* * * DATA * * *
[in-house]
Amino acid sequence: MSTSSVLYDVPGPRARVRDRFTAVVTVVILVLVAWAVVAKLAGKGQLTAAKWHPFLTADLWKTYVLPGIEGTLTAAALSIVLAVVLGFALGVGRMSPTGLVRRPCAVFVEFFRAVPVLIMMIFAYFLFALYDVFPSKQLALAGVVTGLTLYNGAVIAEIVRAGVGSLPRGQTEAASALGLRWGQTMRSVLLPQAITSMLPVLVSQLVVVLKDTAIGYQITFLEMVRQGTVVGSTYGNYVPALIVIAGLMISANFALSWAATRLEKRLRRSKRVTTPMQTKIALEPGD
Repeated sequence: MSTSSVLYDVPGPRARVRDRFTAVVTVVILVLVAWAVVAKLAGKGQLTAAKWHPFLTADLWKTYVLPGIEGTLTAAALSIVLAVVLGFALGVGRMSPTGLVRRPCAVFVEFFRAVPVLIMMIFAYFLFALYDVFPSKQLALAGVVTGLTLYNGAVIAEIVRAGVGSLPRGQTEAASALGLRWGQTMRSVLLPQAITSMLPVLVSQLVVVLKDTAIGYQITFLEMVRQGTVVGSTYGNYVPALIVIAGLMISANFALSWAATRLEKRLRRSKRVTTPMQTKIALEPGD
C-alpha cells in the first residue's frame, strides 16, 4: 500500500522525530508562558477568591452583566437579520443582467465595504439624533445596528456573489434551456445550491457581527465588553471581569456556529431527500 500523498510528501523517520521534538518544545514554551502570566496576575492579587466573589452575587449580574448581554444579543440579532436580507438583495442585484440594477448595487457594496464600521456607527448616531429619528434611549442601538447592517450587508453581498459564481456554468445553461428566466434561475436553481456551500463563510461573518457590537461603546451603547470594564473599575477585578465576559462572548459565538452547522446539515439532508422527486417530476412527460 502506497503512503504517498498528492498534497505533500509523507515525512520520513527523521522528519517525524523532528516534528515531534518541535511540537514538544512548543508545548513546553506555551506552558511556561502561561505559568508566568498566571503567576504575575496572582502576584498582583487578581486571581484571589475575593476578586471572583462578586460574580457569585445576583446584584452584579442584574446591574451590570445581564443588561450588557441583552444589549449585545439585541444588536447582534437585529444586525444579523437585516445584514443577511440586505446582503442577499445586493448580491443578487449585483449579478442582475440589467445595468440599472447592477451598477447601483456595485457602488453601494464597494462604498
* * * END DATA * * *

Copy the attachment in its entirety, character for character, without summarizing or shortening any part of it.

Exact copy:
[in-house]
Amino acid sequence: MSTSSVLYDVPGPRARVRDRFTAVVTVVILVLVAWAVVAKLAGKGQLTAAKWHPFLTADLWKTYVLPGIEGTLTAAALSIVLAVVLGFALGVGRMSPTGLVRRPCAVFVEFFRAVPVLIMMIFAYFLFALYDVFPSKQLALAGVVTGLTLYNGAVIAEIVRAGVGSLPRGQTEAASALGLRWGQTMRSVLLPQAITSMLPVLVSQLVVVLKDTAIGYQITFLEMVRQGTVVGSTYGNYVPALIVIAGLMISANFALSWAATRLEKRLRRSKRVTTPMQTKIALEPGD
Repeated sequence: MSTSSVLYDVPGPRARVRDRFTAVVTVVILVLVAWAVVAKLAGKGQLTAAKWHPFLTADLWKTYVLPGIEGTLTAAALSIVLAVVLGFALGVGRMSPTGLVRRPCAVFVEFFRAVPVLIMMIFAYFLFALYDVFPSKQLALAGVVTGLTLYNGAVIAEIVRAGVGSLPRGQTEAASALGLRWGQTMRSVLLPQAITSMLPVLVSQLVVVLKDTAIGYQITFLEMVRQGTVVGSTYGNYVPALIVIAGLMISANFALSWAATRLEKRLRRSKRVTTPMQTKIALEPGD
C-alpha cells in the first residue's frame, strides 16, 4: 500500500522525530508562558477568591452583566437579520443582467465595504439624533445596528456573489434551456445550491457581527465588553471581569456556529431527500 500523498510528501523517520521534538518544545514554551502570566496576575492579587466573589452575587449580574448581554444579543440579532436580507438583495442585484440594477448595487457594496464600521456607527448616531429619528434611549442601538447592517450587508453581498459564481456554468445553461428566466434561475436553481456551500463563510461573518457590537461603546451603547470594564473599575477585578465576559462572548459565538452547522446539515439532508422527486417530476412527460 502506497503512503504517498498528492498534497505533500509523507515525512520520513527523521522528519517525524523532528516534528515531534518541535511540537514538544512548543508545548513546553506555551506552558511556561502561561505559568508566568498566571503567576504575575496572582502576584498582583487578581486571581484571589475575593476578586471572583462578586460574580457569585445576583446584584452584579442584574446591574451590570445581564443588561450588557441583552444589549449585545439585541444588536447582534437585529444586525444579523437585516445584514443577511440586505446582503442577499445586493448580491443578487449585483449579478442582475440589467445595468440599472447592477451598477447601483456595485457602488453601494464597494462604498